Intense exercise can help a person develop a healthier diet

Intense exercise can help a person develop a healthier diet as well as they are less likely to want to eat fatty foods after, study finds

  • Researchers found that mice that took part in rigorous exercise were less likely to show cravings for fatty foods
  • They believe that there is some sort of mechanism that causes a person to either be more disciplined or make better choices after exercise
  • While it is still early is research, they hope their findings can be translated to humans, to find a simple way for people to control their diets
  • The CDC reports that more than 70 percent of Americans are overweight – including over 40 percent that are obese

Performing intense exercises not only burns fat, but it can keep a person away from eating fatty foods, a new study finds.

Researchers at Washington State University, in Pullman, Washington, found in a trial of mice that those who regularly exercised were able to avoid cues to eat unhealthy foods.

The findings indicate that exercise can improve a person’s discipline and decision making, and prevent them from making poor dietary decisions.

Why exactly this is the case, researchers can not determine, but they are hopeful that they may have uncovered a new trick to help dieters around the world.

Researchers found that rats that underwent intense exercises were less likely to crave fatty foods afterwards (file photo)

‘A really important part of maintaining a diet is to have some brain power—the ability to say ‘no, I may be craving that, but I’m going to abstain,’ said Dr Travis Brown, an author of the study and neuroscience researchers.

‘Exercise could not only be physically beneficial for weight loss but also mentally to gain control over cravings for unhealthy foods.’

Researchers, who published their findings Thursday in the journal Obesity, used 28 rates for the study.

Each was presented with a device which would make a noise, flash a light and present them a high-fat treat when they pushed a button.

The rats were denied the treat for 30 days, then were split into two separate groups, one which went through rigorous exercise training and one that did not.

Rats were then presented with opportunities to press the button again, though now it would not dispense any food.

Those who did not undergo the exercise were more likely to press the button, and to press it more often, indicating that they had cravings for the high fat food.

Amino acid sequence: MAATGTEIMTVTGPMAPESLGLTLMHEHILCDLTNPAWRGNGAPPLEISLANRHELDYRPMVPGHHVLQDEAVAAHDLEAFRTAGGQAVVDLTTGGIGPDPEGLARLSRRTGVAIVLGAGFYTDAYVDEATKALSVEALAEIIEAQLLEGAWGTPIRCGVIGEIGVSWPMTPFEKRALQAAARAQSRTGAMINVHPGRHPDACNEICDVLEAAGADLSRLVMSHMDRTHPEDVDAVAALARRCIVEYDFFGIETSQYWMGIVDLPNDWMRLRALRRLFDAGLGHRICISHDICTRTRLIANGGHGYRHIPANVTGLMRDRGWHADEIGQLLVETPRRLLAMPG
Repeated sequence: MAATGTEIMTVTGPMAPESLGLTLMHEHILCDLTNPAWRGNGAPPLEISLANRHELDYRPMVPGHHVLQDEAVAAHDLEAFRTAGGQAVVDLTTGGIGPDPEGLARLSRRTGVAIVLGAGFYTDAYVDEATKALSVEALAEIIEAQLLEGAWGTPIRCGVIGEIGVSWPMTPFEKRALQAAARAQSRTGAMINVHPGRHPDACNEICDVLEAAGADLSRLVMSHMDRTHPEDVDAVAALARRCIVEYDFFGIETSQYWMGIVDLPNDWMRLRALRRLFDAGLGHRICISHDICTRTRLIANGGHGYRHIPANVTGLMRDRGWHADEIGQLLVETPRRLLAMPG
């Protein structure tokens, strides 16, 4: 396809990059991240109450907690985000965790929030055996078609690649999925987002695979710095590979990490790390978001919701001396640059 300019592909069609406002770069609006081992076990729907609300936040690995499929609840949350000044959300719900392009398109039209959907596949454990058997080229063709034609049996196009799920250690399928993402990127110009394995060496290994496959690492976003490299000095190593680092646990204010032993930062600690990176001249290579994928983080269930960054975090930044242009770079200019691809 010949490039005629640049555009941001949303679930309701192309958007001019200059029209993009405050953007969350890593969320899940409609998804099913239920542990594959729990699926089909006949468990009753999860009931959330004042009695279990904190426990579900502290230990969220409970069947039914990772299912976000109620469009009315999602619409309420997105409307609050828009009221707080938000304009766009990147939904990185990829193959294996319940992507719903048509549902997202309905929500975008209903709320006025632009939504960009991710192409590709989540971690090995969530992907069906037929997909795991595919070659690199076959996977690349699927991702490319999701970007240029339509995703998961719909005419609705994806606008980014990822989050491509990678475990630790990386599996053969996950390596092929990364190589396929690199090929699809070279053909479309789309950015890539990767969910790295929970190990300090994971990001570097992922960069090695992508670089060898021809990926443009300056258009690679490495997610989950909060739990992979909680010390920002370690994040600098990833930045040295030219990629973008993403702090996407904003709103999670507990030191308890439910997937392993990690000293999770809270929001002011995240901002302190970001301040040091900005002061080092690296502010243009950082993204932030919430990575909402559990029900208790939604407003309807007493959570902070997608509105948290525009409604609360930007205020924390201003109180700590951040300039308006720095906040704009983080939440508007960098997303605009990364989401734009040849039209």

The research team notes that this likely indicates that the exercise that one group of rats underwent had some sort of psychological effect on them that pushed them away from craving fatty foods.

While the trial was only performed on rats so far, researchers are hopeful that this could be the first step towards greater findings on how to better control obesity and other condition tied to poor diets.

Researchers not that with the high number or Americans dealing with obesity or diabetes, simple exercise could be the best solution (file photo)

Researchers not that with the high number or Americans dealing with obesity or diabetes, simple exercise could be the best solution (file photo)

‘Exercise is beneficial from a number of perspectives: it helps with cardiac disease, obesity and diabetes; it might also help with the ability to avoid some of these maladaptive foods,’ Brown said.

‘We’re always looking for this magic pill in some ways, and exercise is right in front of us with all these benefits.’

America is suffering from a growing epidemic of obesity and diabetes, and poor dietary choices and sedentary lifestyles are likely to blame.

The Centers for Disease Control and Prevention (CDC) reports that more than 40 percent of Americans are obese, and over 70 percent are overweight.

The agency also says that more than 10 percent of US adults are suffering from diabetes.

Both conditions are tied to one another, along with many other cardiovascular conditions, like heart disease.

Overweight and obese Americans also suffer significant risk of hospitalization or death from COVID-19 as well

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